I’ve directed fourteen productions of plays by Shakespeare, in studios and amphitheatres, in chapels and castles, to audiences from 50 people to 900. I’ve worked on hundreds of scenes, from all of his plays, in classes and workshops in several different languages.
Shakespeare is my daily professional companion (I could not be more fortunate). Over more than a decade of teaching Shakespearean acting to students and professionals, and interspersing the focus on Shakespeare with techniques from acting traditions drawn from across the world of performance, I’ve come to a place of great affinity with Shakespeare’s fundamental theatrical sense. I’ve developed a methodology of teaching Shakespearean acting which at once springs from tradition, hangs upon the present moment, and forges urgently into the future. My work concentrates on the psycho-dramatic structures the playwright embeds in his form and language, and on the intimate and truthful relationship between actor and audience.
My work with Will is strongly influenced by both New Historicist scholarship, and by its theatrical counterpart: practical research into early modern theatre spaces, acting style, and performance values. As both director and as acting teacher my work ranges stylistically from ‘original practices’ to the radically contemporary; but my approach to Shakespeare is always, regardless of the context, rooted in text. My thinking is particularly influenced by the scholarship of Jonathan Bate, David Crystal, Stephen Greenblatt, Andrew Gurr, Farah Karim-Cooper, Laurie Maguire, Charles Nicholl, Abigail Rokison-Woodall, James Shapiro, John Southworth and Holger Syme; and my practice by the textual approaches of John Barton, Cicely Berry, Declan Donnellan, Peter Hall and Mark Rylance.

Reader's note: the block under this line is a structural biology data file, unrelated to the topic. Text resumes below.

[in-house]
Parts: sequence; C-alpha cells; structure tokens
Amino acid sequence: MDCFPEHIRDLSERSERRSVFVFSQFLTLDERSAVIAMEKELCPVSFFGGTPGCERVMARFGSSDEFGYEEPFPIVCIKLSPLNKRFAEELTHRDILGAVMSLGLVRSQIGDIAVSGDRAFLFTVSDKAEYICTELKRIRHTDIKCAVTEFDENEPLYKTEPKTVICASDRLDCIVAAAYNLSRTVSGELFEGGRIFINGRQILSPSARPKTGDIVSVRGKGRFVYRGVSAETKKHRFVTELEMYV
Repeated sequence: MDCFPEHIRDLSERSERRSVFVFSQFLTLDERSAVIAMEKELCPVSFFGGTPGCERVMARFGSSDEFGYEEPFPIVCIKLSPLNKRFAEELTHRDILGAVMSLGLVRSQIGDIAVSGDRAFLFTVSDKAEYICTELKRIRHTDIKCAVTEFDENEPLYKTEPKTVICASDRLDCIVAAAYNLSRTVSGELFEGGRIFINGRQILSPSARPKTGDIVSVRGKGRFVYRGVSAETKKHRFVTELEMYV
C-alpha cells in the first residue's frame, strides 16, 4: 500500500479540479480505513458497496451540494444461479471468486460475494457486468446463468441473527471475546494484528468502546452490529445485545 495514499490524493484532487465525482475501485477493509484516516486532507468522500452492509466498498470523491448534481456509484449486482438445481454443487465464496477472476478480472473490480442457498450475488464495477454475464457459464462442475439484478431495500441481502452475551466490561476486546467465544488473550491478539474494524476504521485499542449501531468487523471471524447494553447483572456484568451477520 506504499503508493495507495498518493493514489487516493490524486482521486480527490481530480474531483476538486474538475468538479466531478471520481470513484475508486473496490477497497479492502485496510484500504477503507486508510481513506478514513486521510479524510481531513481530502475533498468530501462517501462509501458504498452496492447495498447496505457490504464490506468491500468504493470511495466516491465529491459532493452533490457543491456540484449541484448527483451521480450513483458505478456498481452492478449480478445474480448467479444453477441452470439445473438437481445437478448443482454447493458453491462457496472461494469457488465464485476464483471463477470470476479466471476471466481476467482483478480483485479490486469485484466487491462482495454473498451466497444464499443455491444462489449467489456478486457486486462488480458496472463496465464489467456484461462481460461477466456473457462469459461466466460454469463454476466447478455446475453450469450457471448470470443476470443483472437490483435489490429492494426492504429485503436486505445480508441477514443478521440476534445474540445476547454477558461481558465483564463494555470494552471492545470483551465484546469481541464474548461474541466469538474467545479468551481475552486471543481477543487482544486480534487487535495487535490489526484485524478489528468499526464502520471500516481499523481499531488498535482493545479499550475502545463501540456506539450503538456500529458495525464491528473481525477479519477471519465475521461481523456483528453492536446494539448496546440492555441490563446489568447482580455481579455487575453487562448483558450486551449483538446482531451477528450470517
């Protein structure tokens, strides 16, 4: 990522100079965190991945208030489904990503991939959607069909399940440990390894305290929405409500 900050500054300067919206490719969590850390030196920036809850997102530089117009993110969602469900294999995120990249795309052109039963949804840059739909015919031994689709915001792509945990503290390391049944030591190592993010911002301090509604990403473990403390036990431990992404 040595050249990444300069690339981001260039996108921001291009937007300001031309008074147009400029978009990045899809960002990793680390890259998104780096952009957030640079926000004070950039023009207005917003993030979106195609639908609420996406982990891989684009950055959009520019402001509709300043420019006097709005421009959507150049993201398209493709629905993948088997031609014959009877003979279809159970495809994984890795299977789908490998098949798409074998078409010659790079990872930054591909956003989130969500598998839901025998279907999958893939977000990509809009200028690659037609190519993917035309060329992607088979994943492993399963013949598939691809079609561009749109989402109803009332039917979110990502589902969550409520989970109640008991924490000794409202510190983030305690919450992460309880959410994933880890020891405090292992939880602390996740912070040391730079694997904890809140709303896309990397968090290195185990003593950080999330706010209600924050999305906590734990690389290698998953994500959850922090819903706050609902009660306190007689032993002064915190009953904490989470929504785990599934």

Over the last decade, former students of mine have appeared in leading classical roles at major theatres in the US, China, Canada, Australia, New Zealand, Germany, Greece, France, Spain, Egypt, Israel, Lebanon, South Korea, South Africa, Uganda, Mexico, Ireland, Norway, and across Eastern Europe, as well as in the UK. Others have achieved successful careers on TV, in films, or in contemporary or devised theatre; still others direct, write, dramaturg, choreograph, produce, design, film, compose, curate or teach drama and performance in a wide variety of settings. At the core for all of us is a dramatic education received in Will Shakespeare’s company: one of the greatest challenges an actor or theatre-maker can undertake, and in itself one of theatre’s greatest rewards.